“He’s shot her like this: her black dress black as the scrim behind her so that, but for her face, she is in fact part of that darkness, emerging from it as from the depths of memory.”
“You learn, at some point, how to perform being non-threatening and you learn that often it matters less how well you perform and more whether the audience for said performance believes it.”
Food nourishes the body, but the act of sharing food with other people feeds indelible human connections.
Humorist David Sedaris lovingly — and hilariously — profiles his sister Amy, recalling their playwriting days in the ’90s as “The Talent Family,” and other adventures.
In April 2015, Emile Weaver gave birth alone in the bathroom of her sorority house at a small liberal arts university in Ohio. Sorority sisters who’d suspected the pregnancy for months discovered her baby that night in the garbage, dead. Alex Ronan investigates what happened to Weaver, the campus response to rumors and confirmation of Weaver’s pregnancy, and how her community reckoned with questions of blame and responsibility before and after the baby’s discovery.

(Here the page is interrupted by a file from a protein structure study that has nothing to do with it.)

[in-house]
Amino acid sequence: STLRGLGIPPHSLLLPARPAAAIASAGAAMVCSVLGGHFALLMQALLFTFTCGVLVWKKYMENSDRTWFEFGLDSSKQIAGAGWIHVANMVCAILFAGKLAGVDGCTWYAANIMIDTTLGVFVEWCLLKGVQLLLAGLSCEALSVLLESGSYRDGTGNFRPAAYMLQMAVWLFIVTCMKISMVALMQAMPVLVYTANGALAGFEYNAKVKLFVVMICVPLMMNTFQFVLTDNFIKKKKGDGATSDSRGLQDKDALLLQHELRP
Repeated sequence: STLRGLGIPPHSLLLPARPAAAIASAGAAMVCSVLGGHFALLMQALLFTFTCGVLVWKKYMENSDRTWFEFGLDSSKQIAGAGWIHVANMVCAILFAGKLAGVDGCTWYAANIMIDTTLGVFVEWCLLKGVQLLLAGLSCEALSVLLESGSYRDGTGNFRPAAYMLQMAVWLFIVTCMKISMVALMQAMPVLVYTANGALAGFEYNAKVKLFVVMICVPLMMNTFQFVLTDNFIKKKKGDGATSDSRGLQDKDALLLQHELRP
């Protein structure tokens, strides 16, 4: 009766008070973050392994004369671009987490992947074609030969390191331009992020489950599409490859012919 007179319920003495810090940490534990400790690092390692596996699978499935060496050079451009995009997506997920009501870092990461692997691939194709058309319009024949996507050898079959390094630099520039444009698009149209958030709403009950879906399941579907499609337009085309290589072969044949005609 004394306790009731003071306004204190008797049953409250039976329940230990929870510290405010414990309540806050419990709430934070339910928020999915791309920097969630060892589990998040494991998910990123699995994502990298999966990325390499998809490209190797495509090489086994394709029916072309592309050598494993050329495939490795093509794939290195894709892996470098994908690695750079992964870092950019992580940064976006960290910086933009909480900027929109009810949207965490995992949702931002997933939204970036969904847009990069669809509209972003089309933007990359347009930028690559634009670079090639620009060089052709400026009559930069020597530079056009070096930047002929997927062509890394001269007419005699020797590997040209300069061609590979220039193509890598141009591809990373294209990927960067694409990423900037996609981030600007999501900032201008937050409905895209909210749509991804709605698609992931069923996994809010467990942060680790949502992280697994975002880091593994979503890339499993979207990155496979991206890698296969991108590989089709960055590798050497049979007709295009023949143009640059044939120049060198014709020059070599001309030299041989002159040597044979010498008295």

Content warning: This story covers neonaticide, “when a parent kills his or her baby in the 24-hour window after birth.”
Lori Sally’s sister Sam moved to Syria to live under ISIS. Can she ever forgive her?
How does a woman from Arkansas, a woman who used to wear makeup and take selfies and wear flip-flops, end up dragged across the border into a war zone by her fun-loving husband? How do you grow up in the United States of America, surrounded by Walmarts and happy hours and swimming holes, and end up living in Syria under a terrorist group?
Molly Langmuir, a staff writer for Elle, explores the wholly American concept of mom-shaming, along with the rise Unicorn Moms, the mom-shaming resistance that sparked in California and has since spread nationwide.
“I’m a black woman in America. I have been owed plenty of apologies. I just never believed I deserved to demand one.”
On the 20th anniversary of the first episode of Sex and the City, Glynnis MacNicol rewatches the series and assesses the ways in which it remains relevant, and the ways in which the series could never get made in today’s more socially conscious climate.